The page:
This was a familiar scene last year. New York Giants middle linebacker Chase Blackburn (93) during the game at Metlife Stadium. Andrew Mills/THE STAR-LEDGER via USA TODAY Sports

A 'Statistical Analysis' of the Green Bay Packers Needs

How do the Packers beat the mathematical odds?
Raymond T. Rivard photograph


Editor’s note: Caution – if you don’t have a sense of humor or aren’t a brilliant mathematician, this post will probably mean nothing to you. However, if you like to smile, laugh outloud or get a kick out of a guy who likes to have fun with his posts, then you will enjoy this. In other words, if you’re looking for a post that talks about bench press repetitions, 40-yard dash time splits, wingspans, and core strength, you might want to move on.

So I decided that in honor of George Washington’s birthday (thus, I will not tell a lie), the start of the Combine, and the fact that my editor (the wise and talented expert that he is) emailed me and asked me when I was coming back to my $20 million-a-year writing job, I figured it was time to do some deep statistical analysis of the Green Bay Packers and their needs going into the combine.

When we apply basic statistical analysis to the 2012 season, the first thing that jumped out to me was that the Packers were 11-0 in games where they outscored their opponents.  In the five games they lost, they did not score more points than their opponents (you can even check these facts as I found them on the Internet, and everyone knows that if it is on the Internet, it is true).

This means that on 11 different occasions, the offense performed at a level greater than (another math term) the other team’s defense.  In order to increase the percentage of wins the Packers must determine what needs to be supplemented to the offense to increase the total output and subsequently maximize their victory total next year.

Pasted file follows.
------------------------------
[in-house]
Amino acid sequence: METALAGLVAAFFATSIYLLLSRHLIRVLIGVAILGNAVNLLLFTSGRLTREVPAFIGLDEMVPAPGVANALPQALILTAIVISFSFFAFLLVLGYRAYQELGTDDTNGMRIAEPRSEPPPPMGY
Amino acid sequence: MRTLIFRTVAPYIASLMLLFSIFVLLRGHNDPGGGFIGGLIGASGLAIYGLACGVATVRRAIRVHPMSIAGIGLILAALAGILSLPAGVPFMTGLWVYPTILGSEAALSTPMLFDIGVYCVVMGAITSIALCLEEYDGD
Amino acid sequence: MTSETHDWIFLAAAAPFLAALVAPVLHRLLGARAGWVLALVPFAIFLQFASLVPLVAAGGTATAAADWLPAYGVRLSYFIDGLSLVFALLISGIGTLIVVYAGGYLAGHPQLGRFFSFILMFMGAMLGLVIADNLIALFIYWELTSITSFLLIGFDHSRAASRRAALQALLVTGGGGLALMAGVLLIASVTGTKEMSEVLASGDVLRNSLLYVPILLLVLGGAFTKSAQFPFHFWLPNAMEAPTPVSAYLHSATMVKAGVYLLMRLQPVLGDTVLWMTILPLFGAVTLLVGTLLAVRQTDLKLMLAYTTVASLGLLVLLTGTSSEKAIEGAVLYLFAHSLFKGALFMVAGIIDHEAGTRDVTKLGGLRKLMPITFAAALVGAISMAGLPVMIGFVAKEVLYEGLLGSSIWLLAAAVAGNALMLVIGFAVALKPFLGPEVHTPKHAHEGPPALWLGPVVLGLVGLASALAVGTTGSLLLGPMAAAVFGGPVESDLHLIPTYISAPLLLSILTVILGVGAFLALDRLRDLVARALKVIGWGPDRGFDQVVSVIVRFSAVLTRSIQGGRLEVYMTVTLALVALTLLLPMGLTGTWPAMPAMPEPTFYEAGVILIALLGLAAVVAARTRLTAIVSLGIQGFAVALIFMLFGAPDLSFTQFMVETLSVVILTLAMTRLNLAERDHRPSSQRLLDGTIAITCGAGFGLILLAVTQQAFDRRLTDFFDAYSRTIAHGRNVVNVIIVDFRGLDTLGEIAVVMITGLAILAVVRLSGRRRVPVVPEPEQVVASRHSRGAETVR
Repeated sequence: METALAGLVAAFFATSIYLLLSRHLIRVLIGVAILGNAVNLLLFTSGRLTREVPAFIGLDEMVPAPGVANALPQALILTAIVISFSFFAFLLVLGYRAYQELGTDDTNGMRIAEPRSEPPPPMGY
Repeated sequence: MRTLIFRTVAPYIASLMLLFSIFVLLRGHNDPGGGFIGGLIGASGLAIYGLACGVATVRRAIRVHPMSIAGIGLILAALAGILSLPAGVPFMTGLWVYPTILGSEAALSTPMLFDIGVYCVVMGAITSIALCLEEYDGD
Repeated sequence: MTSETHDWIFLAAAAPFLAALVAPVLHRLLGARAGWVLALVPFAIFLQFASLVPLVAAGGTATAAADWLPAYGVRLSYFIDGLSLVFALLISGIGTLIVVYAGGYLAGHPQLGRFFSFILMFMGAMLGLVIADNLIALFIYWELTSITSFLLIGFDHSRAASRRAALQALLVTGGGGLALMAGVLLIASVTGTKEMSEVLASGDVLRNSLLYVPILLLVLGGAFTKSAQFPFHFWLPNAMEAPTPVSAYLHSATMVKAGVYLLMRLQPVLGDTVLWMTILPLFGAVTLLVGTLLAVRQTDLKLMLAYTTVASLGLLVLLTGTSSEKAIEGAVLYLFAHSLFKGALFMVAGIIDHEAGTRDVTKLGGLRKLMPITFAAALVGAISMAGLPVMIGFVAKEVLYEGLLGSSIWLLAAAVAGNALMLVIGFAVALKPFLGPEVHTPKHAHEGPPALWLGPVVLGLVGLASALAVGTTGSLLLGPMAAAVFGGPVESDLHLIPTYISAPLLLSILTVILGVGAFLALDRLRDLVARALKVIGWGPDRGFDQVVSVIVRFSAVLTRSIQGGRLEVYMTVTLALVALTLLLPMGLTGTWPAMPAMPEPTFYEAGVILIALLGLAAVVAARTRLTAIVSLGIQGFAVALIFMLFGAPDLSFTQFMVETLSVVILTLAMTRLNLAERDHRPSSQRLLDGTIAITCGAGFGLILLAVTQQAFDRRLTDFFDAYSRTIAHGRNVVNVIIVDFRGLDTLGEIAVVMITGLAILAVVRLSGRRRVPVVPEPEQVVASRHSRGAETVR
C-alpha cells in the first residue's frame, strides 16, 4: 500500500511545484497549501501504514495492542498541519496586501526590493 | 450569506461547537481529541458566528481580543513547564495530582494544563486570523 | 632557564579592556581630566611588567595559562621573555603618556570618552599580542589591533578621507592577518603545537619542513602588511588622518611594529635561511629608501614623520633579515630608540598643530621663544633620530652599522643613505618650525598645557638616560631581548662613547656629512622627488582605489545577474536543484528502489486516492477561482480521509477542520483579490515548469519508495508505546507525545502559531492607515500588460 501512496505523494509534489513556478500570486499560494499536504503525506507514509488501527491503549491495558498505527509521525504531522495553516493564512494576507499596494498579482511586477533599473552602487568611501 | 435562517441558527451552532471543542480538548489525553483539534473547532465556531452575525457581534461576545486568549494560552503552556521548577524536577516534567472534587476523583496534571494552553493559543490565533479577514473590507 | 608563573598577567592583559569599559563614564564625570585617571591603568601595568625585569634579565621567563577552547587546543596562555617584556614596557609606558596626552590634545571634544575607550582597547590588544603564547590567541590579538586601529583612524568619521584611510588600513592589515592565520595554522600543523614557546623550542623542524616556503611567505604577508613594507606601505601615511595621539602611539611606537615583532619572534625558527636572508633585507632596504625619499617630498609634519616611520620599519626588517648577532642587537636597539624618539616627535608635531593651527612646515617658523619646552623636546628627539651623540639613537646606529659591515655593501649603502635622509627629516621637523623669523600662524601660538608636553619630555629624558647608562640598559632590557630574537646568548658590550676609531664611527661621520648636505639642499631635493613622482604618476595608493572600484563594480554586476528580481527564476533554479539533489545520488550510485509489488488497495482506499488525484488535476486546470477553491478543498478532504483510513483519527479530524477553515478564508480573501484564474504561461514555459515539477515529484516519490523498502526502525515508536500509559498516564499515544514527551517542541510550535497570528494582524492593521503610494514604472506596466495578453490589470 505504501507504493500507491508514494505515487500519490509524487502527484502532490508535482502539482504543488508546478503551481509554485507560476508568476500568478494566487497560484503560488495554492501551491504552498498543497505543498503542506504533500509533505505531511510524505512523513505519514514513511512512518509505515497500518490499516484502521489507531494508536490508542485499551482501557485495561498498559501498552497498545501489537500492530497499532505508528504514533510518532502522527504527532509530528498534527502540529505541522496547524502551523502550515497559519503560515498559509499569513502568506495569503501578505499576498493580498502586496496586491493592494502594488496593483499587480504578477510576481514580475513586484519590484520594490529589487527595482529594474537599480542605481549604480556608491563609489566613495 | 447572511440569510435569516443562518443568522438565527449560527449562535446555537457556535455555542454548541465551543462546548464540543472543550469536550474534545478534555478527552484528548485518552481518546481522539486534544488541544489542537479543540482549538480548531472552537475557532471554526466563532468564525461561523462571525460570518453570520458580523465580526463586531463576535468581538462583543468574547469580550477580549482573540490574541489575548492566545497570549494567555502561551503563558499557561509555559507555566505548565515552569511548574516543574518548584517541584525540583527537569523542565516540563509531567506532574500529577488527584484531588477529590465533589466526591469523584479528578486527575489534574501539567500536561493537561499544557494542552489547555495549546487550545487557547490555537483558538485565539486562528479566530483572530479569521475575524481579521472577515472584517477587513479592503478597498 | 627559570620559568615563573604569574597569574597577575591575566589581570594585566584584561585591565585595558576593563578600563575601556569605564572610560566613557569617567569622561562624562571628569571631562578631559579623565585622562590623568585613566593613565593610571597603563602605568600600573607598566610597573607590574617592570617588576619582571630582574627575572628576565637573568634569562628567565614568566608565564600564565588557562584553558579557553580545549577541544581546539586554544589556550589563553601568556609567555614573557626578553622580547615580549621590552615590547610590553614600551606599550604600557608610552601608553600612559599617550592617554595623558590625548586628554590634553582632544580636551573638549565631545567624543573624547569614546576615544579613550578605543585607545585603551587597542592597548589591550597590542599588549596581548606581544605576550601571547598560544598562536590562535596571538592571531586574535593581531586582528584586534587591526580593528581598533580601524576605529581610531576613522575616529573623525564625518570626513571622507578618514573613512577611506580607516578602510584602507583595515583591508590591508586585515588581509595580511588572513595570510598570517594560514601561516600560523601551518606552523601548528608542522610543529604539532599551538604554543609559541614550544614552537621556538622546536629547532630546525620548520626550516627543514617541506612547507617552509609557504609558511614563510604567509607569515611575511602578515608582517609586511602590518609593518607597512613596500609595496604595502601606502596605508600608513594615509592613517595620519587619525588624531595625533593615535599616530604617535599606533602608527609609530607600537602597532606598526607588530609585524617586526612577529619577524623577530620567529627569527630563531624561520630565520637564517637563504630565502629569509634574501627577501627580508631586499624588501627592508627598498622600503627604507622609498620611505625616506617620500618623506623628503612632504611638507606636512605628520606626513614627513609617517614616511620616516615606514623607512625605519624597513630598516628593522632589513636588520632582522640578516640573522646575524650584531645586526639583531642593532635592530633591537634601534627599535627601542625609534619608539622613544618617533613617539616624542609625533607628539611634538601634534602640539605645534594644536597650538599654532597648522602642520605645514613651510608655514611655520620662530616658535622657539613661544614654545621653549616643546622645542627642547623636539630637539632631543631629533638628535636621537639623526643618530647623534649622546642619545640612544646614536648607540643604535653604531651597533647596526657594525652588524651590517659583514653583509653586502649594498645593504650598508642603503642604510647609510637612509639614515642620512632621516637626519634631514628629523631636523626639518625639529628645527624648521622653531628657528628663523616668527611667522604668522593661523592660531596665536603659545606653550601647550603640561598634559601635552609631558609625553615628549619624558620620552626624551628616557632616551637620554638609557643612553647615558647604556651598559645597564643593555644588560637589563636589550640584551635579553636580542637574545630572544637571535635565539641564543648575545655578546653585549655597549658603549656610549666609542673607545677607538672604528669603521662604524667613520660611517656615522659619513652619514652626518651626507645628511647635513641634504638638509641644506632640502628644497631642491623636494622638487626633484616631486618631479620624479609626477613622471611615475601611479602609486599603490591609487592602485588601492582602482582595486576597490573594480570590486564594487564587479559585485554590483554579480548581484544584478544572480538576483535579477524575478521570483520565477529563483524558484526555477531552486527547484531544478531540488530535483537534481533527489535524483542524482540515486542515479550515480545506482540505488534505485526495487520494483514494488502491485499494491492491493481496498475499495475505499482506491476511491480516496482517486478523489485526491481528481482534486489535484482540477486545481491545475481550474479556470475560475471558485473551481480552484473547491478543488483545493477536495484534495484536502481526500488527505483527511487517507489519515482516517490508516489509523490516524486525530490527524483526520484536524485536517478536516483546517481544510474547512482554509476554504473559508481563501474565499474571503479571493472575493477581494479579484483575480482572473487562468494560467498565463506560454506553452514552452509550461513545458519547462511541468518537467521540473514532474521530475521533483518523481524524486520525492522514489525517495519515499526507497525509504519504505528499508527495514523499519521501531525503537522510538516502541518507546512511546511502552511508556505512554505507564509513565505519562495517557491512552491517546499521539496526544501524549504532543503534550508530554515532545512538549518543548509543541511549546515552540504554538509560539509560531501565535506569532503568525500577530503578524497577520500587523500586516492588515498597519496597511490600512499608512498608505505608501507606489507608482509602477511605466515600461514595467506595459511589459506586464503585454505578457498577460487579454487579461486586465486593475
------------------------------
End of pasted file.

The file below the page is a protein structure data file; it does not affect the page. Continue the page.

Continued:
In my analysis two things need to be done.  We need to significantly increase the production of the offensive line by adding a player who significantly produces an end product that will protect Aaron Rodgers from being sacked, and provide the ability to divide the defensive players which will then equate to the running lanes opening up, establishing the “X” quotient, which has been the missing running game.

Mathematically, if we assign the letter “O” to refer to the offensive line, the letter “A” for Aaron Rodgers and the letter “X” for unknown, our equation would look like this.  OA + X = ?

My pure genius of breaking this down to algebra is amazing and should revolutionize future draft boards and place me in the NFL Hall of Fame for revolutionizing the game of football.

This then brings me to the second need.  We need to have a running back who can be that guy who pounds the ball up the middle and out to the outside – that one horse who can pick the team up and carry it.

So then we need to adjust the equation (using “R” for the running back) to read, R(OA) + X = ?  By following this simple equation I would extrapolate that we should then augment the victory total from 11 to 16.  This would constitute a 69 percent increase in the total number of victories.